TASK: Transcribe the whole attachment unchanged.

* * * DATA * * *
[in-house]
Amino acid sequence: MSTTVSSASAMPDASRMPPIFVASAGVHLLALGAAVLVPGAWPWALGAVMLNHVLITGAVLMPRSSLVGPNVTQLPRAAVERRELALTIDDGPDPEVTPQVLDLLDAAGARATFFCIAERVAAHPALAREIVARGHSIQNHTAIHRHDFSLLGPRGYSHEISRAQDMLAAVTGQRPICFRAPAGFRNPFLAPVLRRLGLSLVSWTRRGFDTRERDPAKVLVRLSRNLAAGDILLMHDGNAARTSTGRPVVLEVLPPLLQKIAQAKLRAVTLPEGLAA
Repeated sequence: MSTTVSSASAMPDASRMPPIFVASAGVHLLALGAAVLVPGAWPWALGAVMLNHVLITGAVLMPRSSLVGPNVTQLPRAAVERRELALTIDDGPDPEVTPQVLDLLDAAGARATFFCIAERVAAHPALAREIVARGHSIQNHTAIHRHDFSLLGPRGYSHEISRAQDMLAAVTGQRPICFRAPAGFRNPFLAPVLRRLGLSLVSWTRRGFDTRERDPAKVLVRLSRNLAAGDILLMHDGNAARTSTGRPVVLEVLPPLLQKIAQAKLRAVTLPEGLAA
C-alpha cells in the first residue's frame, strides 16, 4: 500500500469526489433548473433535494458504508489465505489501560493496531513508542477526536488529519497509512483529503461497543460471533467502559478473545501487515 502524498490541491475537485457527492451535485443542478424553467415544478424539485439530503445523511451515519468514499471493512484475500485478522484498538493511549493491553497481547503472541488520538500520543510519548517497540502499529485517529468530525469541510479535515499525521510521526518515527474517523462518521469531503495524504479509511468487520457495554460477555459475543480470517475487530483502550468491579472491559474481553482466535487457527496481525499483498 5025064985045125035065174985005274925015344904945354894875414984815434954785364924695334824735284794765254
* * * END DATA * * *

[in-house]
Amino acid sequence: MSTTVSSASAMPDASRMPPIFVASAGVHLLALGAAVLVPGAWPWALGAVMLNHVLITGAVLMPRSSLVGPNVTQLPRAAVERRELALTIDDGPDPEVTPQVLDLLDAAGARATFFCIAERVAAHPALAREIVARGHSIQNHTAIHRHDFSLLGPRGYSHEISRAQDMLAAVTGQRPICFRAPAGFRNPFLAPVLRRLGLSLVSWTRRGFDTRERDPAKVLVRLSRNLAAGDILLMHDGNAARTSTGRPVVLEVLPPLLQKIAQAKLRAVTLPEGLAA
Repeated sequence: MSTTVSSASAMPDASRMPPIFVASAGVHLLALGAAVLVPGAWPWALGAVMLNHVLITGAVLMPRSSLVGPNVTQLPRAAVERRELALTIDDGPDPEVTPQVLDLLDAAGARATFFCIAERVAAHPALAREIVARGHSIQNHTAIHRHDFSLLGPRGYSHEISRAQDMLAAVTGQRPICFRAPAGFRNPFLAPVLRRLGLSLVSWTRRGFDTRERDPAKVLVRLSRNLAAGDILLMHDGNAARTSTGRPVVLEVLPPLLQKIAQAKLRAVTLPEGLAA
C-alpha cells in the first residue's frame, strides 16, 4: 500500500469526489433548473433535494458504508489465505489501560493496531513508542477526536488529519497509512483529503461497543460471533467502559478473545501487515 502524498490541491475537485457527492451535485443542478424553467415544478424539485439530503445523511451515519468514499471493512484475500485478522484498538493511549493491553497481547503472541488520538500520543510519548517497540502499529485517529468530525469541510479535515499525521510521526518515527474517523462518521469531503495524504479509511468487520457495554460477555459475543480470517475487530483502550468491579472491559474481553482466535487457527496481525499483498 5025064985045125035065174985005274925015344904945354894875414984815434954785364924695334824735284794765254